For many years now the Black Rock area of Brighton seafront has been a derelict wasteland but tonight, as several hundred people gather on the grandstand seating, its desolate appearance, framed by graffiti-covered concrete walls and with the lights of Brighton Marina as a backdrop, will turn out to be just perfect.
With the strong wind blowing in off the sea, and the relentless drizzle finally abating, the audience is gathering to see Motor Show, the latest production by Requardt and Rosenberg, generously supported by Without Walls, the consortium of eight leading UK arts festivals that is bringing some of the best new outdoor dance and performance to seven UK arts festivals this year.
Around the edge of the arena, a series of spotlights enables the audience to see a burned out car, a lamppost and a telephone kiosk but, for now, that is all we see. From high on the grandstand a woman in an elaborate headdress makes her way into the arena and sings – yet, to the many onlookers from high on the cliff top, there is no sound. The audience, however, are all wearing headphones and, in their own private performance, each hears the beautiful voice quite clearly.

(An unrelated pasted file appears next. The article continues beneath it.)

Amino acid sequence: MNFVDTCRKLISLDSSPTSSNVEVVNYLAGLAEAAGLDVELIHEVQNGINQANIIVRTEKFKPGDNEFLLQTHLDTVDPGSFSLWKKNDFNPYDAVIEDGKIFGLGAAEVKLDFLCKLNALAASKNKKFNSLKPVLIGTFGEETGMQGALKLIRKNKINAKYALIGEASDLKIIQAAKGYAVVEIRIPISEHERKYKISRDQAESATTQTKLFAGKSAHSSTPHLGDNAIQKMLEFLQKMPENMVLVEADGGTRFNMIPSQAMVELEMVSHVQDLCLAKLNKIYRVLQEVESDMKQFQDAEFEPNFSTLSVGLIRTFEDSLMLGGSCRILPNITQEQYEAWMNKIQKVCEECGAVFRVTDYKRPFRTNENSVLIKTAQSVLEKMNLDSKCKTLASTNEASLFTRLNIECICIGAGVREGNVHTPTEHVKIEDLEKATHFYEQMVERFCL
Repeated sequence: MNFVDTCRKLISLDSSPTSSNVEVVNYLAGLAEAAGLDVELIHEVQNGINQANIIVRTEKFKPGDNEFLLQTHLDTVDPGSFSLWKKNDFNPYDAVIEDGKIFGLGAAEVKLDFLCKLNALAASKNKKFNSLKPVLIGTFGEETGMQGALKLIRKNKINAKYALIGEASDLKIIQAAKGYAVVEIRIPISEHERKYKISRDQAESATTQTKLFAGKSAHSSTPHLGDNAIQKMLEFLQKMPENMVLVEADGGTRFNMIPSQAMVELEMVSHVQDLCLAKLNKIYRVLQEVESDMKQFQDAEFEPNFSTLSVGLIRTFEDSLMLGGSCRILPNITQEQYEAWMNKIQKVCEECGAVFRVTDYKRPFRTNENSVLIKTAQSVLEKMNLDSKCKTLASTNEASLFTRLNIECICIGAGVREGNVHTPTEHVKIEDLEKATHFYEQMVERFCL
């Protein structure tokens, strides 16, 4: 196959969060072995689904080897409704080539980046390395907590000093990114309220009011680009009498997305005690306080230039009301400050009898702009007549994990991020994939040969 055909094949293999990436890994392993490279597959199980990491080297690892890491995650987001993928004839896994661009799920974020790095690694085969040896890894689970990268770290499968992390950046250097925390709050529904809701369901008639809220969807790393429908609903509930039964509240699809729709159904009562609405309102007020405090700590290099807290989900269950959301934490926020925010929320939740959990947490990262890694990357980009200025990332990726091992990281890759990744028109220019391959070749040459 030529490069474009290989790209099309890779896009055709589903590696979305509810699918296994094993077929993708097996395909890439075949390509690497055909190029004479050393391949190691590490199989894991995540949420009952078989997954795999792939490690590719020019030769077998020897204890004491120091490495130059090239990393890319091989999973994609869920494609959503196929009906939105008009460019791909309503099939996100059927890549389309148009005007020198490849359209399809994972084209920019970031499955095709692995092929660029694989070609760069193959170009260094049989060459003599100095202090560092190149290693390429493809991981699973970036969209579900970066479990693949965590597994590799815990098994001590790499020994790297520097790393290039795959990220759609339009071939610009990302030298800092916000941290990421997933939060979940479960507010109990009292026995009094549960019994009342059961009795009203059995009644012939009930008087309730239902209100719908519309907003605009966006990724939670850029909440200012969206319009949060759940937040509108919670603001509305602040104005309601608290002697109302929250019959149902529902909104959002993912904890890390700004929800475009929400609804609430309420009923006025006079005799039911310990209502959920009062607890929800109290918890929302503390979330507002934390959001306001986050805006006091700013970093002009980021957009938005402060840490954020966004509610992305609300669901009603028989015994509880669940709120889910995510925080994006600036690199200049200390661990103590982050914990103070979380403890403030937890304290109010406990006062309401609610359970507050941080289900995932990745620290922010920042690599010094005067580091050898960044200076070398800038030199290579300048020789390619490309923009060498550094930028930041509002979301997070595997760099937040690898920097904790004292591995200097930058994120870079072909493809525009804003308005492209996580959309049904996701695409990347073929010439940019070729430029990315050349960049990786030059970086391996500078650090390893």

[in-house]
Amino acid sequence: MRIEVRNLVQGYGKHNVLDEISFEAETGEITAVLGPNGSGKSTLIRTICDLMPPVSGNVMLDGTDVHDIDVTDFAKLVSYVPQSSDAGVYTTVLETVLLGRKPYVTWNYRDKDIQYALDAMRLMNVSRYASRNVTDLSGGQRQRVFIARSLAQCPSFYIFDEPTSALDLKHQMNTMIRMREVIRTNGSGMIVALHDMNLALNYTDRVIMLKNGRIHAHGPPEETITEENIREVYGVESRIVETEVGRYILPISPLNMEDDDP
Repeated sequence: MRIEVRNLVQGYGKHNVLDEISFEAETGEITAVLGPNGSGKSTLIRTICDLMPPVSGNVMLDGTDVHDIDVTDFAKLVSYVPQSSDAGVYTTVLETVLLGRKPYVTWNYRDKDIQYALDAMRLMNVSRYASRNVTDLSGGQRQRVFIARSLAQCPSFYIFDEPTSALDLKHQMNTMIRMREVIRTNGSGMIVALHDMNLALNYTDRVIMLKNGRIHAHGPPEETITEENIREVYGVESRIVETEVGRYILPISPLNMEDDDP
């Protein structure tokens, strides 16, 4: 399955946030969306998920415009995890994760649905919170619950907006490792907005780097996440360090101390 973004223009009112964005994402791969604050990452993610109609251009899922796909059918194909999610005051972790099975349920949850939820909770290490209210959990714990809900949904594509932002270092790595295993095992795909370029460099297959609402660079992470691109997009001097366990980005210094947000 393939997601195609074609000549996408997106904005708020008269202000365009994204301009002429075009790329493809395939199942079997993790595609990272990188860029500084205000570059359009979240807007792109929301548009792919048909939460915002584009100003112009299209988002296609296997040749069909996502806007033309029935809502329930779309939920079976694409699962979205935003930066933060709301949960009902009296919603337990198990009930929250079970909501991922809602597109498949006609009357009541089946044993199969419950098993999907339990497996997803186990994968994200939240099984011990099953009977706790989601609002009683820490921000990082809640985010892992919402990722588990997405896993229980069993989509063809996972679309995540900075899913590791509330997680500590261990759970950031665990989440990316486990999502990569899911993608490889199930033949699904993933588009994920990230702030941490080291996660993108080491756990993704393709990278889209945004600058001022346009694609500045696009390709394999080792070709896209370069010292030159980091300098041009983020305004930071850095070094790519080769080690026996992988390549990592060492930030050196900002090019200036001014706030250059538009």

From the far end of the performance space, a car approaches. The woman dances but, as the car pulls up behind her she stops, climbs in, and it drives off. The sound effects that are being pumped through the headphones are timed with absolute perfection and even the footsteps of a person walking a hundred metres away are as clear as a bell, as are the sounds coming from the interiors of the three cars that have now arrived in the arena.
Trying to describe what happens over the next 90 minutes would be totally futile and would do a disservice to this fabulous piece of dance theatre. The imagery that is created is sometimes romantic, sometimes surreal, sometimes erotic, but always absolutely fascinating. We watch as the lives of the characters unfold against an increasingly sinister background.
Each member of the cast impresses and, as an ensemble, they are totally immersed in the performance they are giving. For a very short while I remove my headphones and realise that, although I am listening to thumping rock music, those dancing are doing so in apparently total silence. As I replace my headphones, I simply assume that they must have miniature versions in their own ears, as no amount of rehearsal would enable them to keep such perfect timing.
The climax of the piece is full of drama, fabulous costumes and yet more surreal images and, handing back the headphones as we leave the arena, each of us goes home with our own, individual, experience of this brilliant work.